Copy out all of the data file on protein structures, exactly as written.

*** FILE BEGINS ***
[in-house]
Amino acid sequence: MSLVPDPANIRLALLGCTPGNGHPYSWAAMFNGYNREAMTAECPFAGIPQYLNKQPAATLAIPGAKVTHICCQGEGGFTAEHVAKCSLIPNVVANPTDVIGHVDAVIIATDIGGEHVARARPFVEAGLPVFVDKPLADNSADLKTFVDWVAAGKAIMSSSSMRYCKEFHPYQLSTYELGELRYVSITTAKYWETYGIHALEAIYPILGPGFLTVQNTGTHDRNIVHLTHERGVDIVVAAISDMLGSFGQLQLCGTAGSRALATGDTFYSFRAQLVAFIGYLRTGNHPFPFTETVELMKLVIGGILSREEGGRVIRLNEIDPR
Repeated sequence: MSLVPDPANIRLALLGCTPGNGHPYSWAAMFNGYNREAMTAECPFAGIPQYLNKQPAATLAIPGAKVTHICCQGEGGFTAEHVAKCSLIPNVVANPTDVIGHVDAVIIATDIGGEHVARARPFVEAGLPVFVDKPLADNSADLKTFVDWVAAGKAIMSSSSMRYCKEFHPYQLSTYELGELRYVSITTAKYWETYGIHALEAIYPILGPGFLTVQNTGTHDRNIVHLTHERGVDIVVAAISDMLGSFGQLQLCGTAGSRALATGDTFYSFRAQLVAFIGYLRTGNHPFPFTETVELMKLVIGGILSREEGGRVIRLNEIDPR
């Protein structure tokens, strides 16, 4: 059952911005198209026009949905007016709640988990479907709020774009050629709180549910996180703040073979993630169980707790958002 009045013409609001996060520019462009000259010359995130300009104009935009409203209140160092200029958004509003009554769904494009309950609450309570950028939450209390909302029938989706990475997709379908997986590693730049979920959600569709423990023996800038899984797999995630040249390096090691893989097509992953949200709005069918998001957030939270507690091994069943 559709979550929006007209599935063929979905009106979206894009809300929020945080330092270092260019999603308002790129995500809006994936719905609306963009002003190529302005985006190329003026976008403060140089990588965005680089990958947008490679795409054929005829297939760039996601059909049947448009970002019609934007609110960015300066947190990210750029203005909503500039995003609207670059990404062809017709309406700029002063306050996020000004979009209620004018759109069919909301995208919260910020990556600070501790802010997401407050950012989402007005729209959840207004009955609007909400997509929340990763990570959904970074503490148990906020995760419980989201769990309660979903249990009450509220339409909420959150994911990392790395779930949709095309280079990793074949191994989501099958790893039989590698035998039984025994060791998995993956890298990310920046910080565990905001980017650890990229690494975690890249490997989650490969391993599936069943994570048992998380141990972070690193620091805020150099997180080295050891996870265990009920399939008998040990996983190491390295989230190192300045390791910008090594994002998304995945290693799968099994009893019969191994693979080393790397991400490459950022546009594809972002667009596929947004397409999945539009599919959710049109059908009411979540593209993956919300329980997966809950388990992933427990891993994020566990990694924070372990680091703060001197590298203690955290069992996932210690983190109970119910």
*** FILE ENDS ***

[in-house]
Amino acid sequence: MSLVPDPANIRLALLGCTPGNGHPYSWAAMFNGYNREAMTAECPFAGIPQYLNKQPAATLAIPGAKVTHICCQGEGGFTAEHVAKCSLIPNVVANPTDVIGHVDAVIIATDIGGEHVARARPFVEAGLPVFVDKPLADNSADLKTFVDWVAAGKAIMSSSSMRYCKEFHPYQLSTYELGELRYVSITTAKYWETYGIHALEAIYPILGPGFLTVQNTGTHDRNIVHLTHERGVDIVVAAISDMLGSFGQLQLCGTAGSRALATGDTFYSFRAQLVAFIGYLRTGNHPFPFTETVELMKLVIGGILSREEGGRVIRLNEIDPR
Repeated sequence: MSLVPDPANIRLALLGCTPGNGHPYSWAAMFNGYNREAMTAECPFAGIPQYLNKQPAATLAIPGAKVTHICCQGEGGFTAEHVAKCSLIPNVVANPTDVIGHVDAVIIATDIGGEHVARARPFVEAGLPVFVDKPLADNSADLKTFVDWVAAGKAIMSSSSMRYCKEFHPYQLSTYELGELRYVSITTAKYWETYGIHALEAIYPILGPGFLTVQNTGTHDRNIVHLTHERGVDIVVAAISDMLGSFGQLQLCGTAGSRALATGDTFYSFRAQLVAFIGYLRTGNHPFPFTETVELMKLVIGGILSREEGGRVIRLNEIDPR
């Protein structure tokens, strides 16, 4: 059952911005198209026009949905007016709640988990479907709020774009050629709180549910996180703040073979993630169980707790958002 009045013409609001996060520019462009000259010359995130300009104009935009409203209140160092200029958004509003009554769904494009309950609450309570950028939450209390909302029938989706990475997709379908997986590693730049979920959600569709423990023996800038899984797999995630040249390096090691893989097509992953949200709005069918998001957030939270507690091994069943 559709979550929006007209599935063929979905009106979206894009809300929020945080330092270092260019999603308002790129995500809006994936719905609306963009002003190529302005985006190329003026976008403060140089990588965005680089990958947008490679795409054929005829297939760039996601059909049947448009970002019609934007609110960015300066947190990210750029203005909503500039995003609207670059990404062809017709309406700029002063306050996020000004979009209620004018759109069919909301995208919260910020990556600070501790802010997401407050950012989402007005729209959840207004009955609007909400997509929340990763990570959904970074503490148990906020995760419980989201769990309660979903249990009450509220339409909420959150994911990392790395779930949709095309280079990793074949191994989501099958790893039989590698035998039984025994060791998995993956890298990310920046910080565990905001980017650890990229690494975690890249490997989650490969391993599936069943994570048992998380141990972070690193620091805020150099997180080295050891996870265990009920399939008998040990996983190491390295989230190192300045390791910008090594994002998304995945290693799968099994009893019969191994693979080393790397991400490459950022546009594809972002667009596929947004397409999945539009599919959710049109059908009411979540593209993956919300329980997966809950388990992933427990891993994020566990990694924070372990680091703060001197590298203690955290069992996932210690983190109970119910």